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Dashboard, infotainment, sat-nav and passenger space
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BMW devotees will be well used to the extra-glitzy materials and the technological glare of the firm’s current interior design philosophy.

The days when the ambient quality and luxury of Munich’s cabin treatments were deliberately understated are long gone. Some time ago, the firm decided it needed to take on both Audi and Mercedes in that respect, and it conjured driving environments of readily apparent richness and lavishness. Pretty soon after that, the G20 3 Series got an interior full of boldly hexagonal chrome and high-tech, widescreen wizardry – and that’s a treatment the 4 Series now inherits.

Like regular series BMWs, the M440i retains these physical drive mode buttons. New ‘Adaptive’ adjusts chassis and powertrain to suit your driving style

It’s an interior in which it’s very easy to make yourself comfortable over long distances. It feels expensively hewn and appointed and is broadly easy to interact with and to configure to your liking. The driving position is only marginally lower and more snug than that of a 3 Series. You wouldn’t call it sports car low, but then, with ease of access and long-range visibility in mind, neither should it be. The control layout is excellent, with very generous adjustment of the steering column possible. Slightly wide A-pillars impinge on forward visibility to an extent, but only as is broadly common among modern cars.

Instrumentation is all digital, with the rev counter and speedometer displayed around the lateral extremes of an octagonal binnacle screen. The display themes change with the selected driving mode, but few are as easily readable as they ought to be and none of them provides a simple pairing of circular dials that could be read so easily at a glance. In cars with BMW’s optional head-up display, of course, you can never claim to be ill-informed of your road or engine speed, but on behalf of those who like to pare down and simplify what the car is telling you in order to make longer trips less tiring, BMW could still do better.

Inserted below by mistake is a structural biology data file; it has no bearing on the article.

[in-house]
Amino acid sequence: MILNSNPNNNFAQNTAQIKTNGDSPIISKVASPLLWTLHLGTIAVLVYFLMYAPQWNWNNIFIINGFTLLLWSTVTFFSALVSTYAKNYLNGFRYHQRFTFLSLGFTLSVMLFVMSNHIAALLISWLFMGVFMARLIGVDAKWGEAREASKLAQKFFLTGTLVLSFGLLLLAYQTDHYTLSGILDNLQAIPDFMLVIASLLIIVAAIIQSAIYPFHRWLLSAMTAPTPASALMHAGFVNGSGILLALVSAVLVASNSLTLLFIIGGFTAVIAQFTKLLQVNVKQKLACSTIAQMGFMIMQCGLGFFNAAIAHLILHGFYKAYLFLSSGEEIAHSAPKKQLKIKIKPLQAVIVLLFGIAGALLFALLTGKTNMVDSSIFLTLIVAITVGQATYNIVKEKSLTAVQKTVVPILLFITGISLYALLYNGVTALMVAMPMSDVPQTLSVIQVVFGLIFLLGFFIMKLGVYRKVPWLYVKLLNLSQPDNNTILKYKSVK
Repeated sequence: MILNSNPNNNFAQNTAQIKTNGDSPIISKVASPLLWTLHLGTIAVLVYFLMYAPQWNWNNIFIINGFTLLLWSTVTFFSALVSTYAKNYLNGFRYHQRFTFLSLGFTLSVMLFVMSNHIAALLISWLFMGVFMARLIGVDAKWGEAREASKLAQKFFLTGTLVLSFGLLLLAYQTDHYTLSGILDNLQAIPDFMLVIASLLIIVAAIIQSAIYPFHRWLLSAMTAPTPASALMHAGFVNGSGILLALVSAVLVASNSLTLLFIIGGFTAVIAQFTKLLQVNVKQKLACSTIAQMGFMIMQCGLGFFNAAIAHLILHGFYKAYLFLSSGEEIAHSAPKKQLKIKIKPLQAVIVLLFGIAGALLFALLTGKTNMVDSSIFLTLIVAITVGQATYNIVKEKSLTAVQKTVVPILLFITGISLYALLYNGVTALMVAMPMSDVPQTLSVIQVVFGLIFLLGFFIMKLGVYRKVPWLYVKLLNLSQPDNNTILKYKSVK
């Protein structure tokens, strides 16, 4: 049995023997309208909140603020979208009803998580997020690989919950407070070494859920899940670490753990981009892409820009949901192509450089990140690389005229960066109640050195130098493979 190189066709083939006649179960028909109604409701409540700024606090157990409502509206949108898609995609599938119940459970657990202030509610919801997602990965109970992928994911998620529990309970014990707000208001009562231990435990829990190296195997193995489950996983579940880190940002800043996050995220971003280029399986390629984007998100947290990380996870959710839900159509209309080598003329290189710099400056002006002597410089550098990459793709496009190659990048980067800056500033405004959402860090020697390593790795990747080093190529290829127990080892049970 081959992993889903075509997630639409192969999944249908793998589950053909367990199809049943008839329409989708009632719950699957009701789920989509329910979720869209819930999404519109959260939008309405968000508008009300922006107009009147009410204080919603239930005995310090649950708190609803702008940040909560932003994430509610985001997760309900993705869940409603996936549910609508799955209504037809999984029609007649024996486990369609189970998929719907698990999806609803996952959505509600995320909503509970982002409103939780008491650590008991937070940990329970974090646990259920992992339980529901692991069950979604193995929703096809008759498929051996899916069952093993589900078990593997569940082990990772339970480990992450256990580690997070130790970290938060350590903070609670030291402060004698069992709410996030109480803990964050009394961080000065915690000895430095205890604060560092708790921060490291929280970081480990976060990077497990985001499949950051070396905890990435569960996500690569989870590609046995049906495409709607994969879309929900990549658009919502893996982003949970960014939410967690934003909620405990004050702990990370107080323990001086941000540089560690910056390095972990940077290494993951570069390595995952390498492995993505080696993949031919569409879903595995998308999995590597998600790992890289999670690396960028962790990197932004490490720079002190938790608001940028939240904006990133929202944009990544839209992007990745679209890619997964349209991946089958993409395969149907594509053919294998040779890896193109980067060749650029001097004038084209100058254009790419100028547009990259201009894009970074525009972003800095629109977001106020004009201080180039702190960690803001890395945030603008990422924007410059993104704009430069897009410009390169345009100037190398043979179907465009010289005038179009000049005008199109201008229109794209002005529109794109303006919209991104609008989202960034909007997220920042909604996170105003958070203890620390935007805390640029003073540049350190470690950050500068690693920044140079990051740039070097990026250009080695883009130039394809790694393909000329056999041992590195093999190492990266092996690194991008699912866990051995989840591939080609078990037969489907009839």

The 4 Series’ rear seats are predictably tricky things in which to berth. You’ll need to be under 6ft tall to find enough head room, although leg room is a little less meanly provided. Overall, though, the 4 Series’ back-seat accommodation is reasonable enough for occasional use. The ability to fold the rear seatbacks 40/20/40 is a welcome boost to carrying flexibility, meanwhile, and boot space is good.

BMW 4 Series infotainment and sat-nav

BMW’s decision to bring the 4 Series to the UK at baseline M Sport equipment level means all cars come with the full-sized digital instrument and infotainment set-ups.

They also all feature the firm’s Connected Package Professional, which, among other things, delivers wired smartphone mirroring for both Apple and Android systems. Wireless mirroring for Apple handsets comes with the ‘enhanced Bluetooth’ option that adds wireless device charging. It’s £350 on its own, or included as part of the Technology Pack.

The firm’s latest ‘Operating System 7.0’ software is very good. It appeals not only because it looks great and responds quickly but also because you can control it so flexibly – via the familiar rotary input device, or through the touchscreen or by voice control. The modularity of layout of the car’s home screen is also great, as is the column of menu shortcuts, which makes the system more easily navigable.